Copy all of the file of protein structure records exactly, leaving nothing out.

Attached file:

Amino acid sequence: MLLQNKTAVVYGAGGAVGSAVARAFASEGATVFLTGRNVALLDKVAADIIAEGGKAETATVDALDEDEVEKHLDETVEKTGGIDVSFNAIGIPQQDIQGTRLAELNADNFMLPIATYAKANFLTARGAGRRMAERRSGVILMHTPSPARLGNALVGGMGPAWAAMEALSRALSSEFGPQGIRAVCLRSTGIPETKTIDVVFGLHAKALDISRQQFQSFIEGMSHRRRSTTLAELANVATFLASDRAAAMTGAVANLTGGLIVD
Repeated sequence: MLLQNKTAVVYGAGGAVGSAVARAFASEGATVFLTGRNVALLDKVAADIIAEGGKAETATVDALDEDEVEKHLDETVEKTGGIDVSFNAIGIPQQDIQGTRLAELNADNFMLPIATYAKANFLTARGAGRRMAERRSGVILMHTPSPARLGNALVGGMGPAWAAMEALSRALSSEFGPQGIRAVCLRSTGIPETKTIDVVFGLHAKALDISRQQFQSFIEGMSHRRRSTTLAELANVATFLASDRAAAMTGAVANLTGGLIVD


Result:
Amino acid sequence: MLLQNKTAVVYGAGGAVGSAVARAFASEGATVFLTGRNVALLDKVAADIIAEGGKAETATVDALDEDEVEKHLDETVEKTGGIDVSFNAIGIPQQDIQGTRLAELNADNFMLPIATYAKANFLTARGAGRRMAERRSGVILMHTPSPARLGNALVGGMGPAWAAMEALSRALSSEFGPQGIRAVCLRSTGIPETKTIDVVFGLHAKALDISRQQFQSFIEGMSHRRRSTTLAELANVATFLASDRAAAMTGAVANLTGGLIVD
Repeated sequence: MLLQNKTAVVYGAGGAVGSAVARAFASEGATVFLTGRNVALLDKVAADIIAEGGKAETATVDALDEDEVEKHLDETVEKTGGIDVSFNAIGIPQQDIQGTRLAELNADNFMLPIATYAKANFLTARGAGRRMAERRSGVILMHTPSPARLGNALVGGMGPAWAAMEALSRALSSEFGPQGIRAVCLRSTGIPETKTIDVVFGLHAKALDISRQQFQSFIEGMSHRRRSTTLAELANVATFLASDRAAAMTGAVANLTGGLIVD